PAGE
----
I am a Black woman working in America. I am no longer a naive twenty-one-year-old girl stumbling through my first year of graduate school, easy prey for predation. I know, now, that racism and sexism are a given. I have learned a bit about how to successfully navigate racism and sexism, sometimes the intersection of both, in institutional spaces and survive, sometimes even thrive.

As professors, we know our role is not just to teach subject matter, but also to model how to teach. But the students of color, women, and intersections thereof—they are looking to me for more than that. Many of the women graduate students want to see from me a balance of mothering and scholarship in the academy. Many of the graduate students of color want to understand, from me, what to do about racism—the overt instances as well as the quieter interactions that you can’t quite put a finger on but leave a nagging question in your mind that something is not quite right; that you are not being treated the same as everyone else. Many of the women and queer students want to talk about sexism and homophobia. They want to know how I protect myself. They want to know how I do this.

The truth is I have no absolute answers for them. I cannot even completely protect myself from harm in these spaces. Teaching during the reign of Trump has taught me that we, the marginalized and vulnerable in these elite institutions, are more vulnerable than we ever thought we were—such as when that president’s executive order vilified core concepts and words regarding the study of racism that are foundational to much of the academic scholarship that many faculty and students of color engage in.

But while I cannot teach these students how to be immune to these forces—again, none of us are—I can model for them how to face these toxic experiences and navigate them without sacrificing authenticity or selfhood; how to minimize the harm and distraction; how to deal with these threats and dangers without feeling alone. These are the lessons I was hoping to learn from my teachers—except I could not because I did not have my first Black teacher until graduate school.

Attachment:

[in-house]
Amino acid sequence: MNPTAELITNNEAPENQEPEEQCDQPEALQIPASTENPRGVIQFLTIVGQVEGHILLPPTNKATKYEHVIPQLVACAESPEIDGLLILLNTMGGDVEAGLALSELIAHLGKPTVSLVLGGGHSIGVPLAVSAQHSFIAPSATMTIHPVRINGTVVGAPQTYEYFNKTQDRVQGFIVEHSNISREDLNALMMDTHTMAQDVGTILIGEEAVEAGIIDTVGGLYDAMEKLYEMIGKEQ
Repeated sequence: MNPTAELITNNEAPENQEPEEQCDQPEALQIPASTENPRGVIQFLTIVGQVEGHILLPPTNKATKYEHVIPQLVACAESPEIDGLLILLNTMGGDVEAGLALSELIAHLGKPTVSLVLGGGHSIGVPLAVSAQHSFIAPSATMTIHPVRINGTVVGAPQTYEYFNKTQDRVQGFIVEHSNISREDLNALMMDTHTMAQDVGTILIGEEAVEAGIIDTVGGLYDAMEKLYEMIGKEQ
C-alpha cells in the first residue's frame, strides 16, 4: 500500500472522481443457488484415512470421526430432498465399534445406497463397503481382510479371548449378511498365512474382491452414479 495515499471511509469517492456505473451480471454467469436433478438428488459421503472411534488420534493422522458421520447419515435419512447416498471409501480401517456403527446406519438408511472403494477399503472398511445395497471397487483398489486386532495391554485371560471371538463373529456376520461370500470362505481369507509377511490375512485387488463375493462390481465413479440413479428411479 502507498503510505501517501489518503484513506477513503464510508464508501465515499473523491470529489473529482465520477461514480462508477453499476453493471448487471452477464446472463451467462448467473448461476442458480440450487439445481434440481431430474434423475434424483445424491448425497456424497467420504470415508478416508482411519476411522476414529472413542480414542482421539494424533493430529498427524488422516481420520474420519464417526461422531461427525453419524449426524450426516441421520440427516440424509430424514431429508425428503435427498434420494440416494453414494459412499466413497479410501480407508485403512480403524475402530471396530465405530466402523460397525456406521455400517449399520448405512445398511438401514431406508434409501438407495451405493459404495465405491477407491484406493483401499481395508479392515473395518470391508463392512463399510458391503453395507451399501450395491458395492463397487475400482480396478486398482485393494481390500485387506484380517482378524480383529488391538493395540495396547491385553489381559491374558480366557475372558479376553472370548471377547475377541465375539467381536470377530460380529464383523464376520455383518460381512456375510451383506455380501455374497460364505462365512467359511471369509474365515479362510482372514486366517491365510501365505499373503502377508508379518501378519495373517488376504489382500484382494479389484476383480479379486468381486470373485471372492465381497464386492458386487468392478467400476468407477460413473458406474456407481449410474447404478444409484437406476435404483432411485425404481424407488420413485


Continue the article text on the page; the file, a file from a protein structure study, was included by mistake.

This is also the unpaid labor of women and faculty of color. This, too, is teaching.

Teaching during these dual pandemics of disease and emboldened racism, I understand now, leans deeply into the essential and timeless center of teaching: the fact that, as a teacher, one must be continually learning. To be open, as a teacher, to the fact that I do not know everything—and even if I could, knowledge is continually changing because of developments across time and space.

An educator’s mind must never be static and acquiescent; it must be continually learning and thinking. One must do the work to be aware of any unexamined beliefs or tendencies one may have and learn to move into deeper thought in order to create an inclusive environment for students, a place of learning that is grounded in respect and understanding so that the students in the classroom may themselves have the safety to learn and create; to think and become.


Hope Wabuke is a Ugandan American poet, essayist, and writer. She is the author of the poetry collection The Body Family, forthcoming from Haymarket Books, and the chapbooks her, The Leaving, and Movement No.1: Trains. She writes literary and cultural criticism for NPR and is poetry editor for Ruminate Magazine and an assistant professor at the University of Nebraska in Lincoln. She has won awards from the National Endowment from the Arts, the Barbara Deming Memorial Fund for Women Writers, VONA Voices, and others.